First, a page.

Steve McEllistrem

The Devereaux Dilemma

Examining the Soul

What is the soul? This is a question science can’t answer – at least, not satisfactorily. Merriam-Webster offers this definition: “the immaterial essence, animating principle, or actuating cause of an individual life.” And various religions offer various definitions – some equating the soul with the spirit, some differentiating the two terms.

In an earlier post – – I examined whether humans have souls or free will and I explained my position mostly in terms of free will because that’s where the science led me. Psychologists have studied the issue of free will much more than the issue of souls because the former is much easier to quantify and measure.

But the soul (or spirit), if it exists, generally amounts to a God-given essence that lies behind or beneath the individual – an inanimate something that provides a connection to the divine, lifting us above the animals and plants that surround us.

Possibly this is nothing more than human consciousness, the ability of a collection of cells to exponentially increase the body’s understanding beyond what one might expect from a group of chemically driven biological entities that have coalesced into a larger whole.

And possibly it is a holy noumenon handed down from on high and judged according to how well it handles the human machine it drives. If so, we have a slight problem because our understanding of what God wants (assuming God exists) relies on texts that are often obscure.

One holy book may tell us to do X while another instructs us to do Y. Even the same book can offer contradictory notions of what kinds of behavior are pleasing to the Lord. The sacrifices of the Old Testament give way to the forgiveness of the New. Yet even the New Testament contemplates slavery as an ordinary human practice.

Putting that aside, another question occurs: what happens to the soul when we die? Does it go to heaven or hell, purgatory or limbo? And when does it depart the body? Upon brain death? The heart stopping? Somewhere in between? We know that electrical activity in the brain continues for a short time after death. Is that the soul getting ready to depart or something like the run-on of a car engine after the ignition is turned off?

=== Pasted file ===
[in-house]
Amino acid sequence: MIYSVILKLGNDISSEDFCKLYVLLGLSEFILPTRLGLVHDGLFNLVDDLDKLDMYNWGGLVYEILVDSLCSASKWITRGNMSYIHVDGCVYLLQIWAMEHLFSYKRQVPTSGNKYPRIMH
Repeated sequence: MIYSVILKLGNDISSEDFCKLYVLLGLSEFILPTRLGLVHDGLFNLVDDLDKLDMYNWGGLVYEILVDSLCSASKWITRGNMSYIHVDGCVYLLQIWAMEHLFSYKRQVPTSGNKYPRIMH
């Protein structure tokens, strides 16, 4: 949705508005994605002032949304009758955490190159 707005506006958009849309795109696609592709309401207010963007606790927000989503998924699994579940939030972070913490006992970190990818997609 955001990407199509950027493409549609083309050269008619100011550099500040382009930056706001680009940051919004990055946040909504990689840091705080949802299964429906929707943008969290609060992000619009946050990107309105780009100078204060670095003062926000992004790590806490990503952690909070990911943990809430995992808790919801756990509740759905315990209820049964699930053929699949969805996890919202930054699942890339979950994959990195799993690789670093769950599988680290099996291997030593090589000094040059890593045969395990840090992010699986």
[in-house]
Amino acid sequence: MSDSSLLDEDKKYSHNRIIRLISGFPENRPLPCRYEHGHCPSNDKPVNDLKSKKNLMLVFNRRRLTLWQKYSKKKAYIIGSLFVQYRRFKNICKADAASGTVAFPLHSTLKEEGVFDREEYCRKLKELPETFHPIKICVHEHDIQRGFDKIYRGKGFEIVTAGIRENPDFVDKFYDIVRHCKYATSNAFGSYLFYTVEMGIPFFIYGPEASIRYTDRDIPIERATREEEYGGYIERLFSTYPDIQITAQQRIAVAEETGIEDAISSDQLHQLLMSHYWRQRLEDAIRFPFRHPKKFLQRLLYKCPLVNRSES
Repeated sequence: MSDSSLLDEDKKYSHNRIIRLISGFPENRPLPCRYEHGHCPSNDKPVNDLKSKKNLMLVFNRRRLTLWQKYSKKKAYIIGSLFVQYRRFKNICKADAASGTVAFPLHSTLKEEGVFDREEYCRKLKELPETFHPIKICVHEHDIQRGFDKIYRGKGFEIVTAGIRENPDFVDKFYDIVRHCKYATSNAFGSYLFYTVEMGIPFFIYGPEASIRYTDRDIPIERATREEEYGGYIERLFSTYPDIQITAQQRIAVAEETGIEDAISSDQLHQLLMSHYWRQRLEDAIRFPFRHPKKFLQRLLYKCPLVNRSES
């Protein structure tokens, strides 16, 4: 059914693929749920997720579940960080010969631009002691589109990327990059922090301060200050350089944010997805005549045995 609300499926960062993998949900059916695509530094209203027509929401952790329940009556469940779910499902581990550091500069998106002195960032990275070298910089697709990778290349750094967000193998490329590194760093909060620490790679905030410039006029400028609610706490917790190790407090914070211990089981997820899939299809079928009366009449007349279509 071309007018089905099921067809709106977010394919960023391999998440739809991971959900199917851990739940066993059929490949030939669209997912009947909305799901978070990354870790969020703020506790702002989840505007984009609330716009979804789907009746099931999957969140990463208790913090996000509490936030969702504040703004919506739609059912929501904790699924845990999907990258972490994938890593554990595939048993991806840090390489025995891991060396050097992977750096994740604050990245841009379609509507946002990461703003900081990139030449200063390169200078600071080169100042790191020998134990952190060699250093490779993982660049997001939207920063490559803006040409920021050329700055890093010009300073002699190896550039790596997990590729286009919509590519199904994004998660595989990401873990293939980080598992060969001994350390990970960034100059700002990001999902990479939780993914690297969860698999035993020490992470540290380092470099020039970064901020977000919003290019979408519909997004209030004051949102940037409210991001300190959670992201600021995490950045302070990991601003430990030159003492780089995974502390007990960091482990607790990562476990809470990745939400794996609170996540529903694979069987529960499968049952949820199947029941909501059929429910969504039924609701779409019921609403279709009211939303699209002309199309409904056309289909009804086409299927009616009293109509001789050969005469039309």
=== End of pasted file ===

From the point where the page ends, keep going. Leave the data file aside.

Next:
If we could transfer our consciousness into a computer or robot, would the soul follow? Or would the soul stay behind in the slab of meat that no longer holds the mind? If the transporters of Star Trek existed and we could beam ourselves (recreate ourselves, actually) to another location, would the soul come along?

Although the question of whether we have souls is for philosophers, not scientists, the bottom line is that we likely will never know the answer while we occupy the green side of the grass. If one particular philosopher makes sense to you, then you should feel free to follow the teachings espoused by that person.

But to assume that this one philosopher speaks the universal truth of all mankind is to lock yourself in a cage, allowing yourself to be fed by only one jailer (even if a benevolent one).

What do I believe? I don’t know whether we have souls. I suspect we don’t. I think the most likely explanation is that we – being desirous of anything that helps us understand the world – created the notion of the soul as a way of accentuating our belonging in a community separate from the rest of the world – a special community that makes us feel better about ourselves.

Either way, isn’t it nice to be able to contemplate the mysteries of our existence in this grand universe?

For more on this topic, packed into an acclaimed thriller, you can get The Devereaux Decision by clicking on the image below.


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